Groups either live in the riverside areas that flood in the rainy season (called the ‘varzea’) or on terra firme (dry land further into the forest). Those in the varzea harvest crops like beans, bananas, wild rice, and manioc, making the most of the highly fertile soil, and rich supply of game. Those on dry land practice the ‘slash-and-burn’ method of agriculture, shifting their cultivation from place to place as the soil’s nutrients are depleted.
However, over the past 500 years of European colonization and the modern-day destruction of the habitats surrounding their homes, many Amazonian people have had to adjust to a new way of life. Native groups were forced to no longer be nomadic – now they have to live more sedentary lifestyles, which means that areas of land aren’t given time to recuperate.
Men and women have different roles in local communities – the men have traditional hunter-gatherer roles, while the women run the household, growing crops, caring for children, and cooking. Fishing is something that the whole family contributes to!
Clothing varies from tribe to tribe – the uncontacted tribes are often naked, while the tribes that engage in some way in the modern world either wear loincloths, straw skirts or sometimes even western clothing. Tribal face paint is also worn either as a sign of aggression to scare away enemies, camouflage, or sometimes for religious reasons.
Spirituality is a large part of their lives, and many tribes believe that animal spirits inhabit all things. Some spirits can be malevolent, and shamans inhale the hallucinogens in certain plants to get closer to the spirit world. When tribesmen farm and hunt plants and animals, they do it with a fundamental respect for the spirit of the rainforest and all that dwells within it.
Although very few on the ground, there still remain a smattering of ‘uncontacted tribes’ that live in isolation, mostly in Brazil and Peru. South American governments have created fairly recent protectionist ‘no contact’ policies to ensure that these tribes are left alone.
The threat of exposing these uncontacted tribes to contagions such as measles or flu is a constant concern – epidemics have had huge effects on native populations in the past, perhaps being the main reason for European success in their conquest of the New World. Both Peru and Brazil have built a web of protected reserves where tribes are safeguarded from exploitation and modern-day diseases.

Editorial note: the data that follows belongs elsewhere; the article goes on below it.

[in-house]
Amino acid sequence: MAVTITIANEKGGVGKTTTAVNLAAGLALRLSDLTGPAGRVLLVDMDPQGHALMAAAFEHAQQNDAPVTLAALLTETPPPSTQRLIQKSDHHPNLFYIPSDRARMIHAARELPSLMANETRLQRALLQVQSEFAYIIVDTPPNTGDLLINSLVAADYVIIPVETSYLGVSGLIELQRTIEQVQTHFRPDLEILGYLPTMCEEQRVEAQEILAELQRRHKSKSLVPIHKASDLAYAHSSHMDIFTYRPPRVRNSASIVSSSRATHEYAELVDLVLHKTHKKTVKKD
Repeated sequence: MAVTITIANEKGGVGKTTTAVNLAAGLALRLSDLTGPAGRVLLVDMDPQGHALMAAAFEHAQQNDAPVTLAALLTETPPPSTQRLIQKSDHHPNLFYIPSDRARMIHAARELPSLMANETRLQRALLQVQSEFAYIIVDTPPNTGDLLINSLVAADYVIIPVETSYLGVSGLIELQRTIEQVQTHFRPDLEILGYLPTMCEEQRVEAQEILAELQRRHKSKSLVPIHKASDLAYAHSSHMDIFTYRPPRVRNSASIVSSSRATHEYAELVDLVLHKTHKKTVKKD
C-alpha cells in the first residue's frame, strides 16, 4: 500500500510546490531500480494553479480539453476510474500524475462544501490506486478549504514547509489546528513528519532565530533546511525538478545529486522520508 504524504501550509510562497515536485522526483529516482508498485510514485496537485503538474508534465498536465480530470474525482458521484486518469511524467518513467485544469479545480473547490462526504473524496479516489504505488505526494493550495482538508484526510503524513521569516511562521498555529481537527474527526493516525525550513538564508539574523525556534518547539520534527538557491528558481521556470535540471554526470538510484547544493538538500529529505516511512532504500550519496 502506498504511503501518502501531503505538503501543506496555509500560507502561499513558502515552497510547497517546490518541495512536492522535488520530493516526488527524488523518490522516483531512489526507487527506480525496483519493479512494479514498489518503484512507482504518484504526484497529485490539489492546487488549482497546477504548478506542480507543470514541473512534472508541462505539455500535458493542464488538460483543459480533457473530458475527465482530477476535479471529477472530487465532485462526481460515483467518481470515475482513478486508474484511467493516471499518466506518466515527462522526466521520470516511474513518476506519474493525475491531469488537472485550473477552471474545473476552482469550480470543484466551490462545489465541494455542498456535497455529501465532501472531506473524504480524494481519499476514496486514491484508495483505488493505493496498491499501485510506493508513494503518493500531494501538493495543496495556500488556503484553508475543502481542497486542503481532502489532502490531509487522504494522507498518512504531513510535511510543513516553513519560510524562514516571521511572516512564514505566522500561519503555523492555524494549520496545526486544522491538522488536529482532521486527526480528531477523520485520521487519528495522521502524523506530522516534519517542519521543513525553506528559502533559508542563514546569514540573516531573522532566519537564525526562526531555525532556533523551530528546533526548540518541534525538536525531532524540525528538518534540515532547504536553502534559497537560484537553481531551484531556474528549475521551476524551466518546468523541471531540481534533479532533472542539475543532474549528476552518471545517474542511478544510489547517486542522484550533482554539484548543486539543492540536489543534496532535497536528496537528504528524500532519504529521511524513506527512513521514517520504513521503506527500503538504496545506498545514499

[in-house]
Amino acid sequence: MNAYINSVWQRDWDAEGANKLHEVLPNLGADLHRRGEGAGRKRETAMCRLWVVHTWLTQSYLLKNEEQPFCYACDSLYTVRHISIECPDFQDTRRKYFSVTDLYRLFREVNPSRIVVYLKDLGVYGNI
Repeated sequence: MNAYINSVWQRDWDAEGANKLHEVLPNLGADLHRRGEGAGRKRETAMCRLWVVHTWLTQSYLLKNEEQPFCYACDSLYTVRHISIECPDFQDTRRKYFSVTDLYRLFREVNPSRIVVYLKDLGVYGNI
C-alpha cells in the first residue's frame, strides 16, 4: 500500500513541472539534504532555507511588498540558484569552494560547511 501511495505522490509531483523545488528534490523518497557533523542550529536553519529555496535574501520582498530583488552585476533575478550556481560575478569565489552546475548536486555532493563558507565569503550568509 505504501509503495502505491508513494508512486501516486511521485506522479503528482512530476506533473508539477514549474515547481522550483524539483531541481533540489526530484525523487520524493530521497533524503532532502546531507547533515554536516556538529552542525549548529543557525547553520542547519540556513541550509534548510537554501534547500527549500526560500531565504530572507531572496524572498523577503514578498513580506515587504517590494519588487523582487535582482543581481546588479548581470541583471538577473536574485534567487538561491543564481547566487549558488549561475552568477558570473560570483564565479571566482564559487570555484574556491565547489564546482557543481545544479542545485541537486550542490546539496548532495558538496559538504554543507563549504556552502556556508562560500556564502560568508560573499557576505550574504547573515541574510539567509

There is very little known about these primeval groups. We don’t know what language they speak, how many there are, or how they live their lives. Brazil could have as many as 70 uncontacted tribes within the Amazon. But with increasing deforestation and exploitation of the land, some uncontacted tribes have made steps to initiating ‘first contact’. This has thrown protection agencies into chaos – it means they have to rethink their policies and work out how they are going to tackle issues of epidemics, language barriers, territory boundaries, and the general chasm in understanding.
There’s no doubt that the indigenous tribes that live in the Amazon Rainforest have certain ways of life that the remaining seven billion of us on the planet could learn from. Studies have shown that nearly 12 percent of the Amazon’s dry land has been formed gradually by humans, as a result of careful management by native groups. They have learned how to live off the land in a non-extractive way, and survive in the rainforest without destroying it. They have, for millennia, protected one of the most biodiverse lands in the world – the ‘lungs of the world’ – to the benefit of us all.
It’s now possible to take an Amazon vacation to meet and interact with certain tribes who voluntarily engage with tourists, to witness their fascinating traditional way of life, and learn from their vast knowledge of the rainforest.